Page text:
Fishing (Again)

My Dad, Frank, was an avid fisherman.  Even though he worked fifty or sixty hours a week, he still found time to go to one of the local fishing spots for a couple of hours.   He frequently returned empty-handed, sometimes because he threw back little ones and sometimes because he threw back keepers.   Although he was a fan of catching fish, he was not fond of eating them.   But the truth is, he just liked some solitary time walking along the edge of Lake Saltenstall or one of the other lakes within a half hour of home.  It was natural, then that I became a fisherman at first with Dad to show me how.   Sometimes we’d rent a rowboat and fish the shores of the big lake at Saltenstall.  Other times we’d fish the streams at Chatfield Hollow, or a lake in Guilford where his boss let us use his boat. Incidentally, one evening in 1952, Dad landed the largest bass caught in Connecticut that year, an 11 pound beauty.  Opening day was special … we’d rise early and stop for breakfast at the New Idea Diner, then head to Chatfield Hollow to compete with the dozens of anglers fishing for trout.   Beginners, my Dad called them, some of them idiots.   One particularly cold spring, I lost my footing on a slippery rock ans sat down in the brook.   My hip boots filled with freezing cold water, which my Dad thought was hysterical.   Looking back, it was … but at the time, not so much.

As I got older, I began to fish with my friends.  There were several decent fishing ponds … Lake Hubinger and Pirot’s Pond … fifteen minute walk away and if we were up for a hike we could climb over the mountain (that was really just a hill) to Lake Saltenstall.  We caught bluegills, bass, bullheads and an occasional perch.   By high school, I was working fo the YMCA as a lifeguard and camp counselor at Lake Hubinger, which gave me full time access to rowboats and canoes for fishing.  I caught some very nice large mouth bass there.   In my sophomore year of college, myself and several friends went on a one week road trip to Canada fishing for pike.  I remember when I was first married and living in Rhode Island occasionally going off to fish and unwind in the evening.  Once we moved to California it became less convenient to fish.  I took my son a couple of times but he found is boring so I got involved in coaching his soccer teams instead of taking him fishing.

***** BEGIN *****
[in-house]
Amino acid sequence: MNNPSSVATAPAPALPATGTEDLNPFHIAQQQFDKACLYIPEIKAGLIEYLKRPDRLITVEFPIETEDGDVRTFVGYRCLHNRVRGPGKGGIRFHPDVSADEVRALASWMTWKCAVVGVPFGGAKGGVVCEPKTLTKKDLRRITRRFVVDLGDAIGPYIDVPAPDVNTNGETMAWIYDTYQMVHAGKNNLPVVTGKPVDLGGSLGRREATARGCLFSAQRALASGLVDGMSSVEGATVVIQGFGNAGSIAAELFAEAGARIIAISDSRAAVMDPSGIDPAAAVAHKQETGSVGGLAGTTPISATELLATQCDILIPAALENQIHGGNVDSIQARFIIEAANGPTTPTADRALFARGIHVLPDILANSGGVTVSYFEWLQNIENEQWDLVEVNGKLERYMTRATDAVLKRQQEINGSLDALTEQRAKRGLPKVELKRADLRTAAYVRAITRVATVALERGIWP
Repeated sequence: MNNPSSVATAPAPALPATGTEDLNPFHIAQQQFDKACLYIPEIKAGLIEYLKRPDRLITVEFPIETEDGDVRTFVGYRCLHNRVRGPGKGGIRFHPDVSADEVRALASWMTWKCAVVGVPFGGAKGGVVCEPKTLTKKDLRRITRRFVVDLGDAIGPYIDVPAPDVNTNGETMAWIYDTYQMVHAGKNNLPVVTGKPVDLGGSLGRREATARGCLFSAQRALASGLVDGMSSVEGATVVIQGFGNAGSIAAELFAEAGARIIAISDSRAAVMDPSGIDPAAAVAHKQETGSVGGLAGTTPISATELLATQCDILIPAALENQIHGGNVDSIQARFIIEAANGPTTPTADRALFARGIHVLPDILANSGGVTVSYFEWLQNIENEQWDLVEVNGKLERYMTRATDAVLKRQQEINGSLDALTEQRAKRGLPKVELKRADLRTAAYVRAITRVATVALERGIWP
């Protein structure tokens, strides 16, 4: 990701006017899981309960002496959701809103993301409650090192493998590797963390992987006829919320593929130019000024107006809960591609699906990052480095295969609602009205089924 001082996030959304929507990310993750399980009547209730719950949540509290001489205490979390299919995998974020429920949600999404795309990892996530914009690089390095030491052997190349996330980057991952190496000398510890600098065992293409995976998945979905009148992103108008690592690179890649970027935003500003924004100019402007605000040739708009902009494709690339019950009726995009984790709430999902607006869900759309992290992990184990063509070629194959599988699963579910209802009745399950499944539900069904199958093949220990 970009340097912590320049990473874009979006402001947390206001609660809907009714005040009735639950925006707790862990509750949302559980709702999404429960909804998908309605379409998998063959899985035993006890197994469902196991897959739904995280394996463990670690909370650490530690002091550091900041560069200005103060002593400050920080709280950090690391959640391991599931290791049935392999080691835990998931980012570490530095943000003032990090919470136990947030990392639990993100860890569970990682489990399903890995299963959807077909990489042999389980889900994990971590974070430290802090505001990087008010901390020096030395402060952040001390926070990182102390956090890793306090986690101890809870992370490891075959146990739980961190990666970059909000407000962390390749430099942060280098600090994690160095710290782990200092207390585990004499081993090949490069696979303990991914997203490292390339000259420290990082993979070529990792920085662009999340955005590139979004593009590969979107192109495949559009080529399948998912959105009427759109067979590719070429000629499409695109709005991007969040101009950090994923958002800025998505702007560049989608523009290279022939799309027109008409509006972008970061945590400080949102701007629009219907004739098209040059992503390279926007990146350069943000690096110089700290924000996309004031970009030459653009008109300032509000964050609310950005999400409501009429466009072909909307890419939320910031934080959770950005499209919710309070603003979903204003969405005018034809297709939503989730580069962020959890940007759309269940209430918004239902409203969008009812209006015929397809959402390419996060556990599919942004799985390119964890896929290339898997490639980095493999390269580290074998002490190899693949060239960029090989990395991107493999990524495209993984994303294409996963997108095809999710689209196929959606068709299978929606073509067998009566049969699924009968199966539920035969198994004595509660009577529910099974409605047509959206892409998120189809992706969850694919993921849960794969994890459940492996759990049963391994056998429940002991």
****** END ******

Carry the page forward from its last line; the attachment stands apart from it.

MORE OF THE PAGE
Since we moved to Utah, when we ask what my grandsons, Reed and Maddux were doing, my daughter frequently tells us they’ve gone fishing at a fishing pond walking distance from their house.  Just the thought of them going off on their own, fishing poles and bait box in hand made me nostalgic.   This past Sunday, Father’s Day, my daughter’s family came over to make us dinner,   The boys were so excited about giving me my Father’s Day present that I had to get it first thing.   I am now the proud owner of a new spinning reel and rod … and an assortment of hooks, lures and bait.   It was the boys idea to buy me a rod so that I could go fishing with them and they picked it out themselves with the help of their Dad.   And Tuesday morning, the three of us went to the South Jordan Fishing ponds together.    We didn’t catch anything but we had a great time.   And there will be another day, soon.  And so at 76, I’m a fisherman again, thanks to my grandsons.  I’m smiling.



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2 Comments on “Fishing (Again)”

  1. barrythewiz Says:

    Just remember to throw them back 🙂

  2. This is cool….thanks for sharing. 🙂

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